HCL is the HashiCorp Configuration Language.

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README.md

HCL

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HCL (HashiCorp Configuration Language) is a configuration language built by HashiCorp. The goal of HCL is to build a structured configuration language that is both human and machine friendly for use with command-line tools, but specifically targeted towards DevOps tools, servers, etc.

HCL is also fully JSON compatible. That is, JSON can be used as completely valid input to a system expecting HCL. This helps makes systems interoperable with other systems.

HCL is heavily inspired by libucl, nginx configuration, and others similar.

Why?

A common question when viewing HCL is to ask the question: why not JSON, YAML, etc.?

Prior to HCL, the tools we built at HashiCorp used a variety of configuration languages from full programming languages such as Ruby to complete data structure languages such as JSON. What we learned is that some people wanted human-friendly configuration languages and some people wanted machine-friendly languages.

JSON fits a nice balance in this, but is fairly verbose and most importantly doesn't support comments. With YAML, we found that beginners had a really hard time determining what the actual structure was, and ended up guessing more often than not whether to use a hyphen, colon, etc. in order to represent some configuration key.

Full programming languages such as Ruby enable complex behavior a configuration language shouldn't usually allow, and also forces people to learn some set of Ruby.

Because of this, we decided to create our own configuration language that is JSON-compatible. Our configuration language (HCL) is designed to be written and modified by humans. The API for HCL allows JSON as an input so that it is also machine-friendly (machines can generate JSON instead of trying to generate HCL).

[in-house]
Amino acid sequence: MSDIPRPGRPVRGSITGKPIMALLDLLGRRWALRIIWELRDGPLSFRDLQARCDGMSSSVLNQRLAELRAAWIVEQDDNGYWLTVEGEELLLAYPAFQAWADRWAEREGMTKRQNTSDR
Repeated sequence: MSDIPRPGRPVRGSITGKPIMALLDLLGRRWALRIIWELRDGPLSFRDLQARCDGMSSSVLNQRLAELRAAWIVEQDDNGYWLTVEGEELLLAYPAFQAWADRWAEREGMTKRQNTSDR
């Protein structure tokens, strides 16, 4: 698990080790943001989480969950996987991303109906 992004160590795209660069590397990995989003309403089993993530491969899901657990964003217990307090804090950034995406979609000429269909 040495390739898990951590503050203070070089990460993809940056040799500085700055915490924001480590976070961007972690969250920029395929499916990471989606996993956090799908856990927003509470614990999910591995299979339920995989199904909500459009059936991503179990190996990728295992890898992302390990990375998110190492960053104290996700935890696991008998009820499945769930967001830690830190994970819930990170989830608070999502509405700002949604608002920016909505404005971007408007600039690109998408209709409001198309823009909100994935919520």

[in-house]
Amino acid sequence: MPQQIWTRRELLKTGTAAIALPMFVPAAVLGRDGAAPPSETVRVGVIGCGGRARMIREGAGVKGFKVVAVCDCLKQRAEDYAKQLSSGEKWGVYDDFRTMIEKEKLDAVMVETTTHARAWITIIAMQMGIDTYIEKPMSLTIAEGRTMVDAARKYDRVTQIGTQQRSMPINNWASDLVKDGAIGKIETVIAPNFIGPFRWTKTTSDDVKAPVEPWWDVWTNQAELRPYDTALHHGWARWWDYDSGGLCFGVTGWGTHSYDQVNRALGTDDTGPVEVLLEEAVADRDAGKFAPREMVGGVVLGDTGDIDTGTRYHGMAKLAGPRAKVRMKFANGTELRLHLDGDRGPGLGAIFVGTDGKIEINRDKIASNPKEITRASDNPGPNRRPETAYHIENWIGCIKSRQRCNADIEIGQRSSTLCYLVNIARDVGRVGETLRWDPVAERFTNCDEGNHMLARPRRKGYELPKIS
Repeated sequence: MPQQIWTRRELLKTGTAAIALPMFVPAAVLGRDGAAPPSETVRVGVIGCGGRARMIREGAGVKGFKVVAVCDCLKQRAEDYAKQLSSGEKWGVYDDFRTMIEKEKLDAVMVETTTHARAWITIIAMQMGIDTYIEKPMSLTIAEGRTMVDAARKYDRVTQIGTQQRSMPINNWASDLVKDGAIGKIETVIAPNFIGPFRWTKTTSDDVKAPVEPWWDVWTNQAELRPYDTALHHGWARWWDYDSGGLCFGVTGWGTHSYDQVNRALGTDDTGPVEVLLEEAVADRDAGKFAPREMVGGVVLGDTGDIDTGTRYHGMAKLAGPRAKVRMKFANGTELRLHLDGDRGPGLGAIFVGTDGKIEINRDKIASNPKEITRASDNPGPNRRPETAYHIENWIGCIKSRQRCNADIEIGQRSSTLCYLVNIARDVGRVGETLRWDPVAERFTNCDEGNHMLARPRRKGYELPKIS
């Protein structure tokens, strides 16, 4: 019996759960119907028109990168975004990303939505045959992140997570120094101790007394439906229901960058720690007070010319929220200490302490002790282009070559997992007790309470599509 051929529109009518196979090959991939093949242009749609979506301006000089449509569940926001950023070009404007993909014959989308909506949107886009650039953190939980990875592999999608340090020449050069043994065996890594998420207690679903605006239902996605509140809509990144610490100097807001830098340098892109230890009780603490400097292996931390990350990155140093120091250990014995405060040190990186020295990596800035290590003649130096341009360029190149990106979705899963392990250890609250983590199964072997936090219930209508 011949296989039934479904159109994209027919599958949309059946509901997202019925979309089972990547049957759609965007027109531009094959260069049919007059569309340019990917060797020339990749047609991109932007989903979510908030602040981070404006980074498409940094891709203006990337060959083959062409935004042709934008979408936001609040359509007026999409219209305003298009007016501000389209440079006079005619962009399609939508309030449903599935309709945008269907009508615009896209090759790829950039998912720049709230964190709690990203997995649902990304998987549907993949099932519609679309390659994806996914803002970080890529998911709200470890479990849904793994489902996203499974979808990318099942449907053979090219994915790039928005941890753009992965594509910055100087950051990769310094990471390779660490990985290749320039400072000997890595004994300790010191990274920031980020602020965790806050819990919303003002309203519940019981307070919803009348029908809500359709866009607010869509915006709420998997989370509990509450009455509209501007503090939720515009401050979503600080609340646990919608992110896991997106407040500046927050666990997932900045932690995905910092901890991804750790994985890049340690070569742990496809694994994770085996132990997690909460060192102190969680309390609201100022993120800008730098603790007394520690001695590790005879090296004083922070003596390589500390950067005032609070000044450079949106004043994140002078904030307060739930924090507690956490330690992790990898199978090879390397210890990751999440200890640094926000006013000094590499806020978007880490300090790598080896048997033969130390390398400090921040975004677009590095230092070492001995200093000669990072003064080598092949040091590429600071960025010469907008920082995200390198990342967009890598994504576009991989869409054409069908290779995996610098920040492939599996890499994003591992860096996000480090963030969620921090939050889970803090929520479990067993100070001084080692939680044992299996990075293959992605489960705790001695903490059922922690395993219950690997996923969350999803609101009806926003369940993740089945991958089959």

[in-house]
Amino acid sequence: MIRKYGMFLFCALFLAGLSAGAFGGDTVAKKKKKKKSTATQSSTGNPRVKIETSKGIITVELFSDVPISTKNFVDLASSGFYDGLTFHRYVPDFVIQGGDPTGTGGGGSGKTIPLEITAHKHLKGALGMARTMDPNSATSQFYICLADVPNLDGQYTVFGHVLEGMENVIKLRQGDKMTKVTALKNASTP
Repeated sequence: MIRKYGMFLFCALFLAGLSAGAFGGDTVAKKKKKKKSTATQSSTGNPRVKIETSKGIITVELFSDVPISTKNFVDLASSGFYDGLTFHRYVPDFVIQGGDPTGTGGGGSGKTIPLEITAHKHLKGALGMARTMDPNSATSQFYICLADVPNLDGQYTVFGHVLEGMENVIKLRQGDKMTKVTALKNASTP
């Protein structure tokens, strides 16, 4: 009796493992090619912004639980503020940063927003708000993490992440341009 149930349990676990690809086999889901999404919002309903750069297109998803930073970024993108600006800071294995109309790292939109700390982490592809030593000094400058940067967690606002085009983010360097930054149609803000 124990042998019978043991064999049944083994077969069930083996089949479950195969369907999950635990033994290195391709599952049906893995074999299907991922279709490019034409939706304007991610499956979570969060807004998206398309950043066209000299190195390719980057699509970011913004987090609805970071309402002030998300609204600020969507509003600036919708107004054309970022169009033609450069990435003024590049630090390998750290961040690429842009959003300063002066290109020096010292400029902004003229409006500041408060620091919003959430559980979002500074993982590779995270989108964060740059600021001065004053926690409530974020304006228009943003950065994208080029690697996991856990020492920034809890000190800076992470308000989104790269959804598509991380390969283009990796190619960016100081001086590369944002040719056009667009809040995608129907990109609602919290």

Our goal with HCL is not to alienate other configuration languages. It is instead to provide HCL as a specialized language for our tools, and JSON as the interoperability layer.

Syntax

For a complete grammar, please see the parser itself. A high-level overview of the syntax and grammar is listed here.

  • Single line comments start with # or //

  • Multi-line comments are wrapped in /* and */. Nested block comments are not allowed. A multi-line comment (also known as a block comment) terminates at the first */ found.

  • Values are assigned with the syntax key = value (whitespace doesn't matter). The value can be any primitive: a string, number, boolean, object, or list.

  • Strings are double-quoted and can contain any UTF-8 characters. Example: "Hello, World"

  • Multi-line strings start with <<EOF at the end of a line, and end with EOF on its own line (here documents). Any text may be used in place of EOF. Example:

    <<FOO
    hello
    world
    FOO
    
  • Numbers are assumed to be base 10. If you prefix a number with 0x, it is treated as a hexadecimal. If it is prefixed with 0, it is treated as an octal. Numbers can be in scientific notation: "1e10".

  • Boolean values: true, false

  • Arrays can be made by wrapping it in []. Example: ["foo", "bar", 42]. Arrays can contain primitives, other arrays, and objects. As an alternative, lists of objects can be created with repeated blocks, using this structure:

    service {
        key = "value"
    }
    
    service {
        key = "value"
    }
    

    Objects and nested objects are created using the structure shown below:

    ```

variable "ami" {

description = "the AMI to use"

}

This would be equivalent to the following json:
``` json
{
  "variable": {
      "ami": {
          "description": "the AMI to use"
        }
    }
}

Thanks

Thanks to:

  • @vstakhov - The original libucl parser and syntax that HCL was based off of.

  • @fatih - The rewritten HCL parser in pure Go (no goyacc) and support for a printer.